When we talk about innovation, much of the time we mean making things faster, more effective or more efficient. There's a whole other side to the innovation coin, though – and it's every bit as valuable. The search for cleaner, greener products and processes is only going to get more urgent as time goes by. Businesses of all sizes are looking at new ways to reduce the impact they're having on the environment. However, if those efforts are to amount to more than just a very small drop in an ever-rising ocean, it's worth thinking about the packaging as much as the product itself.
Iceland (the supermarket chain, not the country) is the first major retailer so far to pledge to ditch plastic packaging materials in 100% of its own-brand goods. They've set themselves a 5-year deadline to make good on the promise, after a survey reported that the move would be applauded by 80% of their customers.
The statistics on one-use plastics are pretty shocking. 2 billion plastic straws are discarded every year in London alone, for example. Close to 8 billion plastic bottles are ditched annually across the UK. Meanwhile, non-recyclable plastics are finding their way into the oceans at a horrifying rate and the race is on to find alternative materials.
As for what those alternatives might be, there's some really interesting thought and work going into that at the moment. In Iceland's case, they're looking at ready-meal trays incorporating wooden boards and new linings for their packaging tubs. While the plastic films they're using to seal many products are still a problem, they're working on a cellulose-based replacement material that would be both ecologically safe and sustainable.
Other innovative solutions we're seeing to the plastics crisis include: • Polystyrene coffee cups being replaced with compostable paper versions. • Edible drinks cups made from grain wafers, which remain solid for up to an hour without affecting the taste of their contents. • High-tech “bioplastic” materials that are made from plant matter and completely biodegradable.
Of course, developing a greener product or process doesn't necessarily have to mean developing entirely new materials. Sometimes, a simple change in thought or approach can be just as powerful. We've already seen the success that a simple 5p charge for a plastic bag can have on the amount of dangerous waste the UK is putting out. Following on from that success, plans are now in place to encourage supermarkets to feature entirely plastic-free aisles. Meanwhile, serious consideration is being given to establishing a research fund to investigate “plastics innovation” for developing nations.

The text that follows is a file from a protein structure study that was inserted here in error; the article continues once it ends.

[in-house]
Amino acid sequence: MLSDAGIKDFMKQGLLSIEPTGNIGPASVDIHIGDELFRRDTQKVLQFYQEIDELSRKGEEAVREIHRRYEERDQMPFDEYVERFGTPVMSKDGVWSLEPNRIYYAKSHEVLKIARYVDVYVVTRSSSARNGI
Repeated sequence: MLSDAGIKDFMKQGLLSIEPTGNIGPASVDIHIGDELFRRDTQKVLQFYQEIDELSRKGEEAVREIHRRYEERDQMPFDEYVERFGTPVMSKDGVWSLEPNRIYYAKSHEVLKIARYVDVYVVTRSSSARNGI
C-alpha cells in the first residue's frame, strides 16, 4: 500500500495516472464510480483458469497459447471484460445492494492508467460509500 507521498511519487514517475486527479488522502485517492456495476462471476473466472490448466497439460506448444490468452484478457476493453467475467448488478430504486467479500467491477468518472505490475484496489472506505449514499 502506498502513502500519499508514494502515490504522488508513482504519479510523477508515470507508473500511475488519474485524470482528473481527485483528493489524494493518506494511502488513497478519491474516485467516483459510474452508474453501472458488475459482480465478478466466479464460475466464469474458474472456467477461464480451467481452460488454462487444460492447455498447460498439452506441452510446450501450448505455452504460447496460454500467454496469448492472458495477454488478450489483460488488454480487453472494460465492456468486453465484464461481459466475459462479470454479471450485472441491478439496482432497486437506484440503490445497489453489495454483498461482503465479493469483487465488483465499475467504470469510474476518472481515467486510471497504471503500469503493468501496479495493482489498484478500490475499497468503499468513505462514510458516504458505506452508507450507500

We won't be getting rid of plastic packaging entirely any time soon, of course. That said, the government has pledged to eliminate all unnecessary plastic waste within the next 25 years. That's very much a long-term vision, but there's plenty that can be done right now. If you want an example of true innovation in the plastics field, look no further than MacRebur, winner of the 2016 Virgin Media Business Vroom award. This laterally thinking company is actually finding ways of using plastics to address the plastics problem itself! Their road surfacing material incorporates recycled plastic pellets, attacking the waste crisis and improving road quality at a single stroke.
At RIFT, we always talk about innovation bringing rewards – and that's a crucial message to spread. Sometimes, though, it's worth remembering what the non-financial benefits are. Every day, business innovators are solving problems that affect much more than their own bottom lines. That's the spirit that R&D Tax Credits are setting out to recognise. Innovation benefits business, the UK economy and people's lives the world over.
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